3. Nikita Kucherov, Tampa Bay Lightning. The matchup of the night was in Tampa Bay where the best team in the Eastern Conference — the Tampa Bay Lightning — faced off against the best team in the Western Conference — The Calgary Flames. The Lightning showed that for as good as the Flames may be, they are still the top team in the NHL right now and cruised to a 6-3 win. Leading the way was Nikita Kucherov with a four-point night, which is already his fifth four-point game of the season. He is now up to a league-leading 88 points on the season.

Other Notable Performances From Tuesday

  • The Columbus Blue Jackets completely shut down the Washington Capitals in a 3-0 win. The Capitals managed just seven shots on goal through the first two periods and rarely seemed to be a threat to score. It was one of the Blue Jackets’ best showings of the season. Yes, just as they did after their previous win over the Capitals, there were some Evgeny Kuznetsov bird celebrations being done on the ice and also in the stands from fans.
  • The Boston Bruins received a four-point night from Brad Marchand in a big win over the Chicago Blackhawks.
  • The St. Louis Blues remained hot with their seventh win in a row to continue solidifying their playoff spot.
  • Mark Scheifele scored a pair of goals for the Winnipeg Jets in a 4-3 win over the New York Rangers.
  • Teuvo Teravainen scored two goals for the Carolina Hurricanes in a 4-1 win over the Ottawa Senators as they kept pace in the Eastern Conference playoff race.

Highlights of the Night

Jeff Skinner shows off his quick release to help lift the Buffalo Sabres to a 3-1 win over the New York Islanders.

Jimmy Howard boosted that trade value for the Detroit Red Wings by backstopping them to a 3-2 win over the Nashville Predators, thanks in large part to these saves right here.

Columbus’ win over the Capitals was not just about defense. It also had this slick passing play completed by Nick Foligno to help put the game away late in the third period.

 

Factoids

  • Vladimir Tarasenko‘s point streak is at a career-high nine games. [NHL PR]
  • No goalie in the NHL has more shutouts since the start of the 2016-17 season than Sergei Bobrovsky [NHL PR]
  • The Toronto Maple Leafs scored three power play goals in 1:49 on Tuesday night, the fifth-fastest sequence in franchise history. [NHL PR]

Scores

Buffalo Sabres 3, New York Islanders 1

Columbus Blue Jackets 3, Washington capitals 0

Boston Bruins 6, Chicago Blackhawks 3

Dallas Stars 3, Florida Panthers 0

Carolina Hurricanes 4, Ottawa Senators 1

Tampa Bay Lightning 6, Calgary Flames 3

Winnipeg Jets 4, New York Rangers 3

St. Louis Blues 8, New Jersey Devils 3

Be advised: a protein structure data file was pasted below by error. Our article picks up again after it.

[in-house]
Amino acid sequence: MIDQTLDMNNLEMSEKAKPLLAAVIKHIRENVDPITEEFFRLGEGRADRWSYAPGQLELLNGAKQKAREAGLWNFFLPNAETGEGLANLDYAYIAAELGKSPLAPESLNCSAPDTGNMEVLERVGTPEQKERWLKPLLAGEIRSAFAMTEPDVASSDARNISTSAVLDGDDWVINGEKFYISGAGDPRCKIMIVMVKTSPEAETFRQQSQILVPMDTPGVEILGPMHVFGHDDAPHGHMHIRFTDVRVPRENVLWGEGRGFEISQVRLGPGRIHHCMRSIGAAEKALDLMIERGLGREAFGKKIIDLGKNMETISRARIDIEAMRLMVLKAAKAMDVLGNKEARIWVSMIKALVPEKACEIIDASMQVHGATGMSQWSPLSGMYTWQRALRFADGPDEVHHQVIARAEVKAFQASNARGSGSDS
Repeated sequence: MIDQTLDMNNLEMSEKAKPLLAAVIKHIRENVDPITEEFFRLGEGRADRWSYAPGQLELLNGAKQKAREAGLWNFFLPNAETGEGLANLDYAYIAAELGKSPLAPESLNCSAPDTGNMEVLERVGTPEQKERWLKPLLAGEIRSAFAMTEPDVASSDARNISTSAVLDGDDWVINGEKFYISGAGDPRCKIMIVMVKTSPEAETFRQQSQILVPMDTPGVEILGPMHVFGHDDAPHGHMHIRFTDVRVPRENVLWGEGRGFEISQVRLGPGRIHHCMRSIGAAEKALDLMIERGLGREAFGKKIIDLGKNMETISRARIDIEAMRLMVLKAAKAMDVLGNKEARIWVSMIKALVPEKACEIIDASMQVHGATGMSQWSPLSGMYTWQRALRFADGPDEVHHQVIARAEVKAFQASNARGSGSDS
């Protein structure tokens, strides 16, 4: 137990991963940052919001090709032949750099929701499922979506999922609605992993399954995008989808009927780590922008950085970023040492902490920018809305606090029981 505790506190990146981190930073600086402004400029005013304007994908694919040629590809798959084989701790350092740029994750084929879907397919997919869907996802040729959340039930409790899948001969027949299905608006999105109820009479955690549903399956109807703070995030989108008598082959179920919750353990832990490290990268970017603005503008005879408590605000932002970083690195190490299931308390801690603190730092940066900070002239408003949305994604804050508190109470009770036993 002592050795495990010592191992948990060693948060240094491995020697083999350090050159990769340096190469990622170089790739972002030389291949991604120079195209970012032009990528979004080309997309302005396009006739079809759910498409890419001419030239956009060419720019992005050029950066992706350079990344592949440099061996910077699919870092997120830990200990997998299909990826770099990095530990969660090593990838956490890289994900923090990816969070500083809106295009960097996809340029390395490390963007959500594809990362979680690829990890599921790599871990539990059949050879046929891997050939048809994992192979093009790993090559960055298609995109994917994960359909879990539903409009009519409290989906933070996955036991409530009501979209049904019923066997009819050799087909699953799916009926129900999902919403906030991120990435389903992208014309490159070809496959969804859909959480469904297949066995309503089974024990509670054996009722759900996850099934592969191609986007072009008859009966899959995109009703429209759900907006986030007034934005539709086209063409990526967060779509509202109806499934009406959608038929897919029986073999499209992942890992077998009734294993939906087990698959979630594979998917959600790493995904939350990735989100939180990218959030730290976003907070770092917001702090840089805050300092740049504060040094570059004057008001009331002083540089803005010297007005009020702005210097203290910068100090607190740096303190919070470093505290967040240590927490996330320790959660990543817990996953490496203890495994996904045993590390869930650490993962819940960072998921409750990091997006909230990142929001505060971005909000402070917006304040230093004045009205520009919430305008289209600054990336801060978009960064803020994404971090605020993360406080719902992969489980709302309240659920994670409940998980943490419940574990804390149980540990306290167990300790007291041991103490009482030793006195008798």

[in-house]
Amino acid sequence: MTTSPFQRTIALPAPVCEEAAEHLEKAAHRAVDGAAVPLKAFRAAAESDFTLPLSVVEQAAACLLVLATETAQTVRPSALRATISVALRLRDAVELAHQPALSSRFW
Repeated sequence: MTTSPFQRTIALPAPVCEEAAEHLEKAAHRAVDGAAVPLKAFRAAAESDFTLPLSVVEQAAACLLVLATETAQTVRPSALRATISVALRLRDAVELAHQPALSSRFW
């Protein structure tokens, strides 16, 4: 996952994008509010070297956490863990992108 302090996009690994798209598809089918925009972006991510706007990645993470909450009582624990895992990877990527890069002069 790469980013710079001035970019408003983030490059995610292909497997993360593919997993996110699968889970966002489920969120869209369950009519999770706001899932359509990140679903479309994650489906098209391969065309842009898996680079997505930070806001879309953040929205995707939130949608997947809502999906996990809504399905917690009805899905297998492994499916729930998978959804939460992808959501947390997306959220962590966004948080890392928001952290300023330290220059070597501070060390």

Detroit Red Wings 3, Nashville Predators 2

Philadelphia Flyers 5, Minnesota Wild 4

Toronto Maple Leafs 5, Colorado Avalanche 2

Arizona Coyotes 5, Vegas Golden Knights 2

Adam Gretz is a writer for Pro Hockey Talk on NBC Sports. Drop him a line at phtblog@nbcsports.com or follow him on Twitter @AGretz.

Saros sets career high with 47 saves as Predators stave off Golden Knights

Associated Press

Try as a team might, sometimes the hot goalie at the other end is just too strong on a given night.

Juuse Saros was that hot goalie, and he stifled the Vegas Golden Knights at nearly every juncture in a 2-1 win for the Nashville Predators on Wednesday Night Hockey on NBCSN.

Saros made a career-high 47 saves in place of Pekka Rinne, who was given the night off on the last day of hockey before the all-star break. And he was certainly up to the task, stopping 37 straight after allowing his only blemish on the night in the first period.

Ryan Johansen‘s ninth of the season came just 52 seconds into the second period to cancel out Max Pacioretty‘s first-period goal. Johansen returned to the fold on Wednesday after serving a two-game ban for trying to decapitate Winnipeg Jets forward Mark Scheifele last week.

Nick Bonino fired home the game-winner past Marc-Andre Fleury 3:01 later. Fleury, to his credit, was his usual self, stopping 25 shots. The run support just never came, despite all of Vegas’ best efforts.

Saros has been on a roll lately, winning four of his past five starts. His season didn’t start the way he would have liked and came into the game with a .908 save percentage. But after Wednesday’s performance, he’ll leave Vegas with a .914.

With the loss, the Golden Knights will have to wait to become the first team in NHL history to reach 30 wins in its first two seasons of existence. Vegas has lost two in a row.

For Nashville, the win puts them level on points (64) with the Jets for the top spot in the Central Division, although the Jets have four games in hand and are currently on their mandated player break. Nashville has won two straight and six of their past 10.

Meanwhile, there was an alleged chomp on the finger(s) of P.K. Subban during the second period. You can read more by clicking the link there, but the quick summary is that Subban accused Pierre-Edouard Bellemare of taking a bite after one of Saros’ saves right at the end of the period. Subban had his hand in Bellemare’s face, and there was no clear angle of the bite, but Subban’s reaction certainly made it seem like something happened.


Scott Billeck is a writer for Pro Hockey Talk on NBC Sports. Drop him a line at phtblog@nbcsports.com or follow him on Twitter @scottbilleck